In the Lincoln Series, participants are taught face-to-face is the best way to make a fundraising request, but email can be used for following up and thanking possible supporters for their time, consideration, and hopefully, money, Ridder said. The only way candidates will get any money is to take a deep breath and ask, so they're taught to push aside the fear of being told “no.”

Trainees in both programs raise money for the class that follows them — keeping the costs down for future participants, networking and gaining hands-on fundraising experience along the way.

Training benefits

Burns was never one to buy into the notion it's harder for women to raise money than it is for men. But the 58-year-old West Chicago resident, who is running for the DuPage County Forest Preserve Commission this fall, says she does believe in one hurdle stopping many of her female counterparts from seeking office: lack of experience.

“Women feel like if they're uncomfortable with doing something, they really ought to get more education, more experience, before they leap in and do it,” Burns said. “We all want to make sure we have enough experience to prove we deserve what we're going after.”

Burns, who completed Women's Institute training in 2011, also sought training through Emily's List, which trains pro-choice Democratic women. She said both helped take “the concept of running for office from something you do to a science.”

She's learned, for example, it's necessary to wear eye makeup to be electable. She's learned how to sit without looking smaller than a man — by crossing her ankles, folding her hands in front of her and leaning back a bit. And she's learned how to navigate the power structure of labor unions, an important source of support for Democratic candidates.

State Sen. Carole Pankau says she wishes she had that kind of training when she began her first bid for an elected office — the Keeneyville District 20 school board, in 1978. Without training, the Republican state senator who represents areas in Cook and DuPage counties said she learned how to campaign by “trial and error.”

“If you go through one of these programs, it gives you a little bit of confidence,” said Pankau, 64, of Itasca. “I wouldn't say that when I started out, I had a whole lot of confidence that I knew what I was getting into.”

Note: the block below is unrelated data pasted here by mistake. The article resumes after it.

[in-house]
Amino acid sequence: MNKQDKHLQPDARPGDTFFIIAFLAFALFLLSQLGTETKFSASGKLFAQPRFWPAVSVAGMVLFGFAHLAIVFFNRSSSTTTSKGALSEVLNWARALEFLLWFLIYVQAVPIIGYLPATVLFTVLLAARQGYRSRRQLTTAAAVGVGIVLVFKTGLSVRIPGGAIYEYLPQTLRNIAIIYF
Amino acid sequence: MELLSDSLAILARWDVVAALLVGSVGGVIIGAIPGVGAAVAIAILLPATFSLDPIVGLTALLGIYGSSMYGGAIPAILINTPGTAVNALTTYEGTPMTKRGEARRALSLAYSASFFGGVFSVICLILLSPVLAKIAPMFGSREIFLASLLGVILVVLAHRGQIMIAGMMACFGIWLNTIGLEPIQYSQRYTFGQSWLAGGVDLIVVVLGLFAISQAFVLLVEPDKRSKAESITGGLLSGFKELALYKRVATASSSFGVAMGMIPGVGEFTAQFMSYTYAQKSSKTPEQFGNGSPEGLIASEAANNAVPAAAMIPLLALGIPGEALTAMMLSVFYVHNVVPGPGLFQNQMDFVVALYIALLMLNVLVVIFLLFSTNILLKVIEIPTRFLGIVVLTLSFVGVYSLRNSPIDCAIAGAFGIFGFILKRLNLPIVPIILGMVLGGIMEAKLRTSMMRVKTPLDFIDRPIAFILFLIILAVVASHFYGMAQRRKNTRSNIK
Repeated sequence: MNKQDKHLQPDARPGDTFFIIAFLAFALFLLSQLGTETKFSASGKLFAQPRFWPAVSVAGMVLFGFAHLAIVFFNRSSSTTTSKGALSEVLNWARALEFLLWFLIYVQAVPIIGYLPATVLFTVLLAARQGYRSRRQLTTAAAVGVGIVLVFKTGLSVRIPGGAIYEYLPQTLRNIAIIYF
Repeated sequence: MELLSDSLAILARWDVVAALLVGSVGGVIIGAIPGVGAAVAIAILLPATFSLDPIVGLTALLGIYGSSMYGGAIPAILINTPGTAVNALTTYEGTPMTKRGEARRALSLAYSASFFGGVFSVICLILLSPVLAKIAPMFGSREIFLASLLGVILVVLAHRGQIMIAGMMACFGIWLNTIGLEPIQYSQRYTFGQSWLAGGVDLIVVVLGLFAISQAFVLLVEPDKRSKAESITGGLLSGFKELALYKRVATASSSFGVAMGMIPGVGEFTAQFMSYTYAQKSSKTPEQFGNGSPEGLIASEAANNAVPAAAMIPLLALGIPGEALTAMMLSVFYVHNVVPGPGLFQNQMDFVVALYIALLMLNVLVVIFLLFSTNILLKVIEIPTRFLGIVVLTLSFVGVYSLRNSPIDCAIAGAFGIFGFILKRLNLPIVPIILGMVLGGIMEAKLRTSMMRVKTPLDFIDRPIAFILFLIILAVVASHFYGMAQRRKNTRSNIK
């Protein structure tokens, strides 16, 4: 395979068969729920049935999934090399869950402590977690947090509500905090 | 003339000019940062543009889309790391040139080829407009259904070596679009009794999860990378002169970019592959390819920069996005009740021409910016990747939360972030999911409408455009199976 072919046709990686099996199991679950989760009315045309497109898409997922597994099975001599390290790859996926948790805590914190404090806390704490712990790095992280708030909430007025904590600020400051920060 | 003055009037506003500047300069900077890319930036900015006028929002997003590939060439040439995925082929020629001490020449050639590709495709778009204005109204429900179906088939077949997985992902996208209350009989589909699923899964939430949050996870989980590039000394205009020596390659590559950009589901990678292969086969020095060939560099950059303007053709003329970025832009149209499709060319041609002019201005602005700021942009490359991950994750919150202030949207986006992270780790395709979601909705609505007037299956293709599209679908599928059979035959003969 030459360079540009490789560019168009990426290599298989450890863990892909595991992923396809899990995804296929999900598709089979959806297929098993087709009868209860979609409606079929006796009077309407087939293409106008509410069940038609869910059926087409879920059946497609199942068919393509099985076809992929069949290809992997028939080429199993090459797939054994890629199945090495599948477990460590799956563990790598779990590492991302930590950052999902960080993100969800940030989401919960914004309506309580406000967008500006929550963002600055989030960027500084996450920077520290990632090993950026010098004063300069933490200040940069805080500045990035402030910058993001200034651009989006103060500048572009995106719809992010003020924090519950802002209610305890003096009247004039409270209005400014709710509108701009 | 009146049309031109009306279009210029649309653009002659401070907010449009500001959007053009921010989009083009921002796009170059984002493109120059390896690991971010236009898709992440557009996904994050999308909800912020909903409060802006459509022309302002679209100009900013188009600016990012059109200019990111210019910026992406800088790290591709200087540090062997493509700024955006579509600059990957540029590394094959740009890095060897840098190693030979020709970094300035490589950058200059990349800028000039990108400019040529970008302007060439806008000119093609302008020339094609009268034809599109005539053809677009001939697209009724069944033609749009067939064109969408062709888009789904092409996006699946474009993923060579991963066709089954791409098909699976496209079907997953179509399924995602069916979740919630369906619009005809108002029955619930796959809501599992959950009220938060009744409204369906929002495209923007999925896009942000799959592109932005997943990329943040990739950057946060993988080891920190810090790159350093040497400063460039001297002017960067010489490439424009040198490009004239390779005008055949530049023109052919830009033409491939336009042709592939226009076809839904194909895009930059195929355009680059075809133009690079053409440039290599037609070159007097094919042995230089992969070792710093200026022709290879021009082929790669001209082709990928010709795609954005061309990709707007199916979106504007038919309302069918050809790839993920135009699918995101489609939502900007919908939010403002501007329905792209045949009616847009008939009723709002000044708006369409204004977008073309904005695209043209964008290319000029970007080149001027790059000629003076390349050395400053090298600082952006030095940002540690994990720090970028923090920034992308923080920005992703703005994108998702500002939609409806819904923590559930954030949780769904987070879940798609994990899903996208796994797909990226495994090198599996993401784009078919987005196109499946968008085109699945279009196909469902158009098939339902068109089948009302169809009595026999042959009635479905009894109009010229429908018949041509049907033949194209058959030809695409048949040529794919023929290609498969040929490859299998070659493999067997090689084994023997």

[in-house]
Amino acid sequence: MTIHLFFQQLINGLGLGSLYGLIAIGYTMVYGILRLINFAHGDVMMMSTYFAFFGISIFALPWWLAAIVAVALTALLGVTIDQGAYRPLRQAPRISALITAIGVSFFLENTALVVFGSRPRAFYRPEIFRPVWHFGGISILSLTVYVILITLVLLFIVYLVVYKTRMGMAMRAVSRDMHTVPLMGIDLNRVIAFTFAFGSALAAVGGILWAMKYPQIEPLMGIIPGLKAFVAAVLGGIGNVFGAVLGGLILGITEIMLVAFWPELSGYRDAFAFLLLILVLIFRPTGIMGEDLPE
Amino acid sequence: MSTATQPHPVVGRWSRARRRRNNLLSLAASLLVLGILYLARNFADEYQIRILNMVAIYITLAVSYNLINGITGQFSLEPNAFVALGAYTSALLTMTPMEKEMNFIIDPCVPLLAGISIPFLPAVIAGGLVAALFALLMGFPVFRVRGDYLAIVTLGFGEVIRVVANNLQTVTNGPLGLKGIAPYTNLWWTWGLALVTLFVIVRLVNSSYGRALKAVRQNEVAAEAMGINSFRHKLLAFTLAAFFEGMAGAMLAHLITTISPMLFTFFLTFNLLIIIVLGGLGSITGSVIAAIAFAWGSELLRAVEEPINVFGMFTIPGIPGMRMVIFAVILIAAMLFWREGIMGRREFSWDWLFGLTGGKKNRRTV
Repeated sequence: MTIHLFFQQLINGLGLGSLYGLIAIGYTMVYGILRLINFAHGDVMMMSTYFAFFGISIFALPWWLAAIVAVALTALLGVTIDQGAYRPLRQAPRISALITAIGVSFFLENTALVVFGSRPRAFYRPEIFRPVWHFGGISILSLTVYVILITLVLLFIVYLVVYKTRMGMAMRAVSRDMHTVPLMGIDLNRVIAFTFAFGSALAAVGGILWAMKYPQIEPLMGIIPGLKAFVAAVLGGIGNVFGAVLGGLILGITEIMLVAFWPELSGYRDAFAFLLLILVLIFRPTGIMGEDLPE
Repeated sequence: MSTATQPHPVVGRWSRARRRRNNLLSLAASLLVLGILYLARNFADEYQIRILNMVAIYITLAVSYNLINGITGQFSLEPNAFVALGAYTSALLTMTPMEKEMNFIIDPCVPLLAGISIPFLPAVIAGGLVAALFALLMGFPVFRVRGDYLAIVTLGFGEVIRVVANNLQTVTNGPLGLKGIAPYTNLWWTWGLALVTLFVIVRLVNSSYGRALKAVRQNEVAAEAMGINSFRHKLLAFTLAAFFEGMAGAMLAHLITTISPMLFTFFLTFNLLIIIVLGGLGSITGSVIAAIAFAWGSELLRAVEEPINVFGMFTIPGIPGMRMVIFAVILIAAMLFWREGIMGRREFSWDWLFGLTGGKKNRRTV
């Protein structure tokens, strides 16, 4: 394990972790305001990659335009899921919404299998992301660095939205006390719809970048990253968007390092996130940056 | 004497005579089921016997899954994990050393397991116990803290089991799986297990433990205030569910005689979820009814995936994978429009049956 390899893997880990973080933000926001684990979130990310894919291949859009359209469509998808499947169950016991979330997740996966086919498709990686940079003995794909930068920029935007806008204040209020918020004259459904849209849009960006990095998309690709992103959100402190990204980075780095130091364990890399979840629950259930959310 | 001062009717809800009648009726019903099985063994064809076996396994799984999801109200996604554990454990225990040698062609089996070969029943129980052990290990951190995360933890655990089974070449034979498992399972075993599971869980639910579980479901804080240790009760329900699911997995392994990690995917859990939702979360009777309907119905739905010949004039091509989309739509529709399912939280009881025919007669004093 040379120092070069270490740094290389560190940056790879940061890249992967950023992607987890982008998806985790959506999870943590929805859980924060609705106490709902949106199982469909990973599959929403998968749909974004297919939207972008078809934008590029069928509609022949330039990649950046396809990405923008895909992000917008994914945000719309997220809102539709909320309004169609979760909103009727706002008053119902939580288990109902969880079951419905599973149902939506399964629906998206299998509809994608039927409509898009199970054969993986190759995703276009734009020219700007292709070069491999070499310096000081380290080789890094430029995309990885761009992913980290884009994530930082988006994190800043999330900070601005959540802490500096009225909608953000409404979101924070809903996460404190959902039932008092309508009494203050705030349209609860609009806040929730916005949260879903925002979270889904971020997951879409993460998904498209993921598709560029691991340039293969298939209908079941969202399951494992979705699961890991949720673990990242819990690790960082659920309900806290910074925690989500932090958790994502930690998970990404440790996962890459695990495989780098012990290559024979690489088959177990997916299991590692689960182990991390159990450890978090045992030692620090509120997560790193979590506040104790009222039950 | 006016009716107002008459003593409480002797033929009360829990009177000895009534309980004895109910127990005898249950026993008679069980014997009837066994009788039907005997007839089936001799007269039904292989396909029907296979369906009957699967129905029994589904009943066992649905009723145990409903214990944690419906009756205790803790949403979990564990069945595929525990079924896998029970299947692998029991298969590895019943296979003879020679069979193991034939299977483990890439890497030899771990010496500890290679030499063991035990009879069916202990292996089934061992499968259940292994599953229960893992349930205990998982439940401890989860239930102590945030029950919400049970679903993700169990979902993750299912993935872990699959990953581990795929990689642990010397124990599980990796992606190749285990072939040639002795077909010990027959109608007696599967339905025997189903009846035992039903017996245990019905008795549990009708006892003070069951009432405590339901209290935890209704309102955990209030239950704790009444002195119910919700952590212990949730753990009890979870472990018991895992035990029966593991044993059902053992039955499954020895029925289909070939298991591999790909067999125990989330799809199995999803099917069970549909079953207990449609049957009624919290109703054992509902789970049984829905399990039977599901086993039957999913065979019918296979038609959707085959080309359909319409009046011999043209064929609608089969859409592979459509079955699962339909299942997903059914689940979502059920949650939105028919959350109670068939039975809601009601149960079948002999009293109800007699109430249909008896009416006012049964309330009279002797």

Winning office

After the training comes the running.

In the North, Northwest and West suburbs, 29 women are seeking state House or state Senate seats and trying to create an increased female presence in state government.

Some of them, like 84th state House District candidates Stephanie Kifowit and Patricia Fee, are relying on strategies they learned from training programs.

Fee, a 56-year-old Republican from Aurora, said her training with the Lincoln Series taught her women often need to be asked to pursue election.

For such training to have its desired effect — increasing the number of women in office — politically minded women need to overcome their fears, build their confidence, bring in some money, and go for it, she said.

“We need to step out of our box and say, ‘I can run for public office. I don't need to be asked,'” Fee said. “We need to get over that.”

       Illinois Lincoln Series Governor and Class of  2007 Fellow - Katherine Coyle with House Speaker John Boehner and Rep. Aaron Schock


House Speaker John Boehner of Ohio participates in a ceremonial House swearing-in ceremony for Rep. Aaron Schock, R-Ill., on Capitol Hill in Washington, Wednesday, Jan. 5, 2011. (AP Photo/Jacquelyn Martin)

Illinois Lincoln Series Founder Mary Jo Arndt (story)

       National Committeewoman and RNC Secretary Demetra DeMonte (Illinois Lincoln Series Honorary Governor)

       State Senator Sue Rezin, (Lincoln Series Follow, class of 2009) (story)

       Champaign County Board Member Stephanie Holderfield  (Lincoln Series Fellow, class of 2009) -- Congratulations to Stephanie on winning a seat on the Champaign County Board!

       State Representative Kay Hatcher (Lincoln Series Fellow, class of of 1999)